Toronto Police and Durham Regional Police announce first of its kind collaboration to share firearm bail compliance data
October 27, 2022 By Blue Line Staff / Toronto Police Service
Oct. 25, 2022, Toronto, Ont. – The Toronto Police Service (TPS) and the Durham Regional Police Service (DRPS) have announced an inter-agency collaboration to share firearm bail compliance data in real time.
Through the shared Firearm Bail Dashboard, both services can share and display each other’s bail offender information on internal dashboards. This innovative approach, the first of its kind in Canada, will help breakdown geographic barriers and ultimately lead to increased officer and community safety. It will also give frontline officers access to real time situational awareness, enabling them to make data driven decisions and assist in effective and objective resource allocation.
In 2021, TPS provided DRPS with access to its Firearm Bail Dashboard, resulting in the identification of over 40 firearm bail offenders residing in Durham Region. To date, there are approximately 1,100 firearm bail offenders displayed on the dashboard, with over 400 bail offenders residing in jurisdictions outside of Toronto.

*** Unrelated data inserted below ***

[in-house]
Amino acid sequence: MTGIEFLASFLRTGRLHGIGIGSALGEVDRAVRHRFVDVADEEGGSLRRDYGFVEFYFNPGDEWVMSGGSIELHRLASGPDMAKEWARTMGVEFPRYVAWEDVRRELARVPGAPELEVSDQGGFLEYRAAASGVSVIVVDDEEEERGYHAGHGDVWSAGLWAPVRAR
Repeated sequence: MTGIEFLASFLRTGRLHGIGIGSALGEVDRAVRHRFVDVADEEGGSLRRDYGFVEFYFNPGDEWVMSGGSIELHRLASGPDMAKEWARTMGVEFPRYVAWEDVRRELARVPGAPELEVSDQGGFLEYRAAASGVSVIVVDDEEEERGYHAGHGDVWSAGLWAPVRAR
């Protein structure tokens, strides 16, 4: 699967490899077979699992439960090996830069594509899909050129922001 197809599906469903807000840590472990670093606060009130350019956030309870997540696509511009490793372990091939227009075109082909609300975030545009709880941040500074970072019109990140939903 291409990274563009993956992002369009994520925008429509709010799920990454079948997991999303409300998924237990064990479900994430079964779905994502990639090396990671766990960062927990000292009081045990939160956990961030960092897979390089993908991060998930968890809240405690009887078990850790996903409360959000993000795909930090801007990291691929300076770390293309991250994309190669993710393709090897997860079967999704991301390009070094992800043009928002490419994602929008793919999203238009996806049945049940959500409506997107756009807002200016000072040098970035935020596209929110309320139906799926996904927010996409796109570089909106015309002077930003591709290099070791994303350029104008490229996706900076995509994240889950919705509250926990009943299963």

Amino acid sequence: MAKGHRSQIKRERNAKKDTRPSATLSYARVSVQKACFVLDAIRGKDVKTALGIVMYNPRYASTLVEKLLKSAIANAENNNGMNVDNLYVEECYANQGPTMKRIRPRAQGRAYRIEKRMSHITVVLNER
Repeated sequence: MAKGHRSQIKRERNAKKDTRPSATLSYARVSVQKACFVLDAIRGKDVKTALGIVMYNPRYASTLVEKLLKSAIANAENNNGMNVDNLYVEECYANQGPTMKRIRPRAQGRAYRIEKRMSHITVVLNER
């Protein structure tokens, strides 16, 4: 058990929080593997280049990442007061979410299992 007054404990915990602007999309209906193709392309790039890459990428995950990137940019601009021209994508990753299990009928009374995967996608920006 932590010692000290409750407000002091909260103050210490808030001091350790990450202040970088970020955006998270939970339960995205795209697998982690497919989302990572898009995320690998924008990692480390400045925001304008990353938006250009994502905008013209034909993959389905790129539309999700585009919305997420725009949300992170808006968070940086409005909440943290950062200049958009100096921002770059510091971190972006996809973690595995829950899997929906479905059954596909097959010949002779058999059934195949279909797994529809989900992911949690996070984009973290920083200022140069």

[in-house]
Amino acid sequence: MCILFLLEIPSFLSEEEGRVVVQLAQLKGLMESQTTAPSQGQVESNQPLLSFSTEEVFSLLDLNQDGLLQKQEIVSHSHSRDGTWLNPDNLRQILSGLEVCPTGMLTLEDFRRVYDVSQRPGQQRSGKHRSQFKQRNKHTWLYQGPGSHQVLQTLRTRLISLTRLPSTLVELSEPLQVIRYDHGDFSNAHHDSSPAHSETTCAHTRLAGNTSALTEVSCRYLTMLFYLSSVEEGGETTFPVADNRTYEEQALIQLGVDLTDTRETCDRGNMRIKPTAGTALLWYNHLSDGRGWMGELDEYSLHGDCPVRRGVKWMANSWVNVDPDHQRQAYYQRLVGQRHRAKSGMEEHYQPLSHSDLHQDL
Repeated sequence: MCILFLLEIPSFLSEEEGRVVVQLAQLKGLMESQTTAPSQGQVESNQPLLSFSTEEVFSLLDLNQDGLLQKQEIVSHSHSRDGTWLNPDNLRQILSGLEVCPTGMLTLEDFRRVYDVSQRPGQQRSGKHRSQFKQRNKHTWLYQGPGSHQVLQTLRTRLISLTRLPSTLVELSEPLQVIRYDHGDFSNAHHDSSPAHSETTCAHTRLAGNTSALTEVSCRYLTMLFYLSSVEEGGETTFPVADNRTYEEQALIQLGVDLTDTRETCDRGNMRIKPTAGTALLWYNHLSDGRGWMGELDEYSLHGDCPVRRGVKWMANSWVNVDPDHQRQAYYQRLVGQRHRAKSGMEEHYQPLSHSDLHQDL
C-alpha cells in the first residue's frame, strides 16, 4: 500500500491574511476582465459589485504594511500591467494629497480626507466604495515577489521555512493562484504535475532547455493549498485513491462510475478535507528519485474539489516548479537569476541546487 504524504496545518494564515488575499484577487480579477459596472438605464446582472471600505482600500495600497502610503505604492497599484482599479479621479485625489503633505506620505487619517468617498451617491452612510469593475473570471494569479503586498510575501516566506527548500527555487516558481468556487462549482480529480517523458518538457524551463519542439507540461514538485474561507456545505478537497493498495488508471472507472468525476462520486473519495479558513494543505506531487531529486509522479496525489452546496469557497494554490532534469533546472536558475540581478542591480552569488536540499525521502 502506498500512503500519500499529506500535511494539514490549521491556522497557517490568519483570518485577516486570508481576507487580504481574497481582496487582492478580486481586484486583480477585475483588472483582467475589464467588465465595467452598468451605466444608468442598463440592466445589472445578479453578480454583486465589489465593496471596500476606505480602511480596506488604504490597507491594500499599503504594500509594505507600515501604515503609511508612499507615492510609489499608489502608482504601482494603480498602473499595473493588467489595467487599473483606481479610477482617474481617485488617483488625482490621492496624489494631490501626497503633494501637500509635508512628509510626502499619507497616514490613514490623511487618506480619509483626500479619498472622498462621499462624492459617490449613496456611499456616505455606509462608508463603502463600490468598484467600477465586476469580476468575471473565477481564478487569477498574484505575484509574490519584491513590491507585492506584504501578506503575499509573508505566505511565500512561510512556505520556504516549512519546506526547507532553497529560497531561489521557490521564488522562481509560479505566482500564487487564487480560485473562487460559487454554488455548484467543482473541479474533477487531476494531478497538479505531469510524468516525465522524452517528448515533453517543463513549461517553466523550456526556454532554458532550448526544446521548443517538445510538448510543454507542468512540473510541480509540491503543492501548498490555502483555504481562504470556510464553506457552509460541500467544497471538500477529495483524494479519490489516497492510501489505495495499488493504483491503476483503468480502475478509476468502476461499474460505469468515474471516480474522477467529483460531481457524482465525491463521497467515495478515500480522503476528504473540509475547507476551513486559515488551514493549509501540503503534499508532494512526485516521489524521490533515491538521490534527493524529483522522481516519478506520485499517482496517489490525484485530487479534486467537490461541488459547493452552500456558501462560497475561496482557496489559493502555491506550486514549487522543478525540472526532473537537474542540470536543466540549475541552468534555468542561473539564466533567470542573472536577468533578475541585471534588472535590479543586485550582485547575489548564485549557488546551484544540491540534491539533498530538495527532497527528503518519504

The capabilities of this application go well beyond bail compliance, and have directly assisted in the identification of several violent offenders. They include an offender wanted in connection with an abduction in York Region; an offender wanted for a homicide in Toronto; and an offender wanted in connection with an armed carjacking – resulting in the recovery of a loaded firearm.
The bail compliance checks also give officers the opportunity to provide bail offenders with referrals to programs, agencies and resources including employment, housing and financial aid.
As this project continues to remove the barriers of communication between police agencies, TPS and DRPS are in communication with the law enforcement across Ontario, with a view to expand this initiative province-wide.
Print this page
- OPP Association names new president and vice president
- ‘Hard for me to say’ whether Emergencies Act was necessary, Ottawa officer testifies